I try to love Marketers...I truly do....

Every time I feel that I am gaining respect for the Product Marketing Industry someone goes and yanks the rug out from under me. What is it with the blind obsession to treat a product like a NASCAR vehicle and make the logo as big as possible and not consider at all how stupid it makes the product look?

Because they believe it will sell better and function like free advertising for the brand when others see the product in use? “You should spot it from 500m distance!”

What I hate more is when they have opinions on the product design itself, and that every form should be influenced by the logo. Or if you already have a shape that resembles the logo, the logo should go in it.

At times, it’s hard to oppose “free advertising better sales” with “it looks stupid”. Have you got any arguments to share?

I have a friend who works as marketer at Intel, and they made some freebie-beanies to give away at fairs and events. What they did though was put the logo on the inside, figuring people don’t want to be walking billboards, but instead they would see this logo every time the put the beanie on. I loved that idea, it was a good looking, discreet black beanie that I wouldn’t mind wearing in public. What happened was that almost no consumers got it, and thought it was a production failure that was being dumped on them, and threw it away. Not even those that were explained the intention seemed convinced. People are mostly irrational in their purchase decisions (and are extra cautious when something is free), and attribute way to much value to brands and logos. So don’t just blame the marketers on this one, they often have their reasons.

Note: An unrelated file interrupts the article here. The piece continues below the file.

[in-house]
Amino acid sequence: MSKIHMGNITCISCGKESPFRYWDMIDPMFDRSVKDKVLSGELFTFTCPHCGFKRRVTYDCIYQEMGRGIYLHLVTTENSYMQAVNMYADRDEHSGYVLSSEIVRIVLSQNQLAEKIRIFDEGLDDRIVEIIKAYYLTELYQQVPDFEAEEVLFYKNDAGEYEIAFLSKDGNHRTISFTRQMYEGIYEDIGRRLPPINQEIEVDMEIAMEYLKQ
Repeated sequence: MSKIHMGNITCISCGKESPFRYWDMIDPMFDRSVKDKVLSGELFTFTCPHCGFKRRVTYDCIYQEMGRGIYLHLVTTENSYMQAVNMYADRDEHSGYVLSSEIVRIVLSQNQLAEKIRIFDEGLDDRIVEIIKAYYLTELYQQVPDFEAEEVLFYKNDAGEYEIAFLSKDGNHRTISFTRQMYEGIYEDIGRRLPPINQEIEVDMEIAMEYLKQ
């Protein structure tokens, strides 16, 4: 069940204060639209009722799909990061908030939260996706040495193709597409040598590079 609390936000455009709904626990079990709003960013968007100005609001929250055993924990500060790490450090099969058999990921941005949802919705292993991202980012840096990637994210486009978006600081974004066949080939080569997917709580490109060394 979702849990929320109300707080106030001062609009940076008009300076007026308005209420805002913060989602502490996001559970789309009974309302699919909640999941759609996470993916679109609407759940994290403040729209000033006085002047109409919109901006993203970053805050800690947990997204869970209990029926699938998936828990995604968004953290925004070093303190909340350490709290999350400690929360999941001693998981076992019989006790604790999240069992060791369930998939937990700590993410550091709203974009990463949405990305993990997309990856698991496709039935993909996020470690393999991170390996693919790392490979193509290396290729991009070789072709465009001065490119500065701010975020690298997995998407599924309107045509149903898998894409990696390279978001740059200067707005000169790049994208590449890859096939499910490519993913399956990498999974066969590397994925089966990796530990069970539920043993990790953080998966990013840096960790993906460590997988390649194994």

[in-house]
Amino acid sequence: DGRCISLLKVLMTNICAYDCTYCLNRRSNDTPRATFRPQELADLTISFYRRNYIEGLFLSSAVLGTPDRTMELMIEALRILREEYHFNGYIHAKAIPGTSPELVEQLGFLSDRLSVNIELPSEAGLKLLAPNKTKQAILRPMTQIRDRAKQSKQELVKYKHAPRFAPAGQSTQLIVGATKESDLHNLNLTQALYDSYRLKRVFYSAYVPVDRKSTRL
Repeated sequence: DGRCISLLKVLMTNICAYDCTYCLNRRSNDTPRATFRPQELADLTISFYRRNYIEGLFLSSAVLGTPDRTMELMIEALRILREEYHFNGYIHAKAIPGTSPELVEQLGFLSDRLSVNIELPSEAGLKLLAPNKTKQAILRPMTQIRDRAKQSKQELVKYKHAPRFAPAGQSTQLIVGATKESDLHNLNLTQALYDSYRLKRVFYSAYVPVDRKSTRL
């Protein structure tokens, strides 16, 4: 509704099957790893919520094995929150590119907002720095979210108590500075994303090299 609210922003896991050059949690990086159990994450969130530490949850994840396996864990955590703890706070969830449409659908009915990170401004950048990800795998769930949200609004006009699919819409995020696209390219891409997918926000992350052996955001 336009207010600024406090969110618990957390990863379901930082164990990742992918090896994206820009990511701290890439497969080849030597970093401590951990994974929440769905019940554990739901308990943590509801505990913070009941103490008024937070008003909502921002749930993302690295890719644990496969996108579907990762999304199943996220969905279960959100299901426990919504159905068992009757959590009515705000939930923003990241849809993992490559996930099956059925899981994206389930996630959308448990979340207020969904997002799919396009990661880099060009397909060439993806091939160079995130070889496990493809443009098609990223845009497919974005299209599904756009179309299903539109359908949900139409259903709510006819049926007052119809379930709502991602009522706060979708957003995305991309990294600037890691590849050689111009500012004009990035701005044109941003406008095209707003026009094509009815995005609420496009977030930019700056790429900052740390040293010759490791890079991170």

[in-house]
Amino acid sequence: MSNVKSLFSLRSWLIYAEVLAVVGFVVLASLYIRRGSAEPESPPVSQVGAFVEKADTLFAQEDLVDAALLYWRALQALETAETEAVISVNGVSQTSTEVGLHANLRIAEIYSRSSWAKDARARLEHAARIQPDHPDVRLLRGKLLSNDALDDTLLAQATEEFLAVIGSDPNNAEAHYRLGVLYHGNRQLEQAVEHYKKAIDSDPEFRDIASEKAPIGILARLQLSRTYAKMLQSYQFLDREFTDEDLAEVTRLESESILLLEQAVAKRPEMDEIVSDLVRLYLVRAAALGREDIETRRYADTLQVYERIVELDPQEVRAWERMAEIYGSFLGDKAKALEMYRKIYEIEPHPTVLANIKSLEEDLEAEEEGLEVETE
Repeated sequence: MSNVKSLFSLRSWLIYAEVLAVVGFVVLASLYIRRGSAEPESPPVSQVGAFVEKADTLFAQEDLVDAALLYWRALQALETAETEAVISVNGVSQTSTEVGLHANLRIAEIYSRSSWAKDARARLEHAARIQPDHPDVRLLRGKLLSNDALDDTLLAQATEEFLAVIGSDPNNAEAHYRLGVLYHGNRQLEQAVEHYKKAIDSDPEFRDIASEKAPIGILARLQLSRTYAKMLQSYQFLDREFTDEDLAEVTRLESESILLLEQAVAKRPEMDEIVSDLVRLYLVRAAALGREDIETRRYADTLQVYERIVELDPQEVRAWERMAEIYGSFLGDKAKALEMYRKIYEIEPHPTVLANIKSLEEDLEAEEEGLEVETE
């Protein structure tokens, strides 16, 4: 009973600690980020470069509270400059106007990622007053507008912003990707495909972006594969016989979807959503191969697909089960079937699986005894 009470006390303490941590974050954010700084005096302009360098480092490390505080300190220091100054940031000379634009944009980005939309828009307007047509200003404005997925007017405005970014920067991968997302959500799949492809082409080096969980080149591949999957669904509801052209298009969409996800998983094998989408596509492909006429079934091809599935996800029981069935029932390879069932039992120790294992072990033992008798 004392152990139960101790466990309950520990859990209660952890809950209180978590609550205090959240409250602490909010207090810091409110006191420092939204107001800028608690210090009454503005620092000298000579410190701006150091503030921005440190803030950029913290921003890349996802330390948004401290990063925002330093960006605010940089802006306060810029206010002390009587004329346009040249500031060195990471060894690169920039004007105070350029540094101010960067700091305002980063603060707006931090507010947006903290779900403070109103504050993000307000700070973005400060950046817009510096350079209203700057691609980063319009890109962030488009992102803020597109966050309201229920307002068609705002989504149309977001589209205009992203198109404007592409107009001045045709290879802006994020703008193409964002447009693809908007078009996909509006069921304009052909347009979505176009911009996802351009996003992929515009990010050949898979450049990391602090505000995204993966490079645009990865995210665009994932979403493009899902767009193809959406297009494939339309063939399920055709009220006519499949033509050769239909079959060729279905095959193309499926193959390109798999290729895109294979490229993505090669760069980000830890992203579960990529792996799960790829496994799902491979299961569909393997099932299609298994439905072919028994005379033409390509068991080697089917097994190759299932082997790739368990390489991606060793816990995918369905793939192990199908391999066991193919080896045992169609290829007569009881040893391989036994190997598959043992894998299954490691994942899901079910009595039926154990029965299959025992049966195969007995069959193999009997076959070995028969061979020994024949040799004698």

I remember looking at t-shirts at an auto-race. The gent running the stand was British and the t-shirts from F1, therefore European in origin. I asked if he had any t-shirts that had a discreet front and maybe a bigger logo on the back. He responded, “Europeans only care about what they can see, which is the front of the shirt.”

IP: It’s funny, all my clients want to hide their logos. Maybe you should always make the logo the 60% of the size you want. Then the marketing guy will tell you to make it 40% bigger, which is what you really wanted.

Sometimes those guys just want to have input into the project.

I do this all the time. 85% of the time the client is looking for their logo to be “As Big As Possible” thinking it will get noticed. I size it appropriately, then make it slightly smaller. When they inevitably come back wanting it larger, it’s right where it needs to be. Works great.

Sneaky. I love it.

I do this all the time. 85% of the time the client is looking for their logo to be “As Big As Possible” thinking it will get noticed. I size it appropriately, then make it slightly smaller. When they inevitably come back wanting it larger, it’s right where it needs to be. Works great.

Switch Bait? :wink:

I’ve run into this problem a lot.

One thing you can point out is the size of Apple’s logo on their products - it’s usually very small. Hell, it’s not even on the FRONT of most of their products. But, you know immediately it’s an Apple because of the strength of the Visual Brand Language.

Hahaha! Almost… Except in the end I’m not trying to screw them, I’m trying to help them.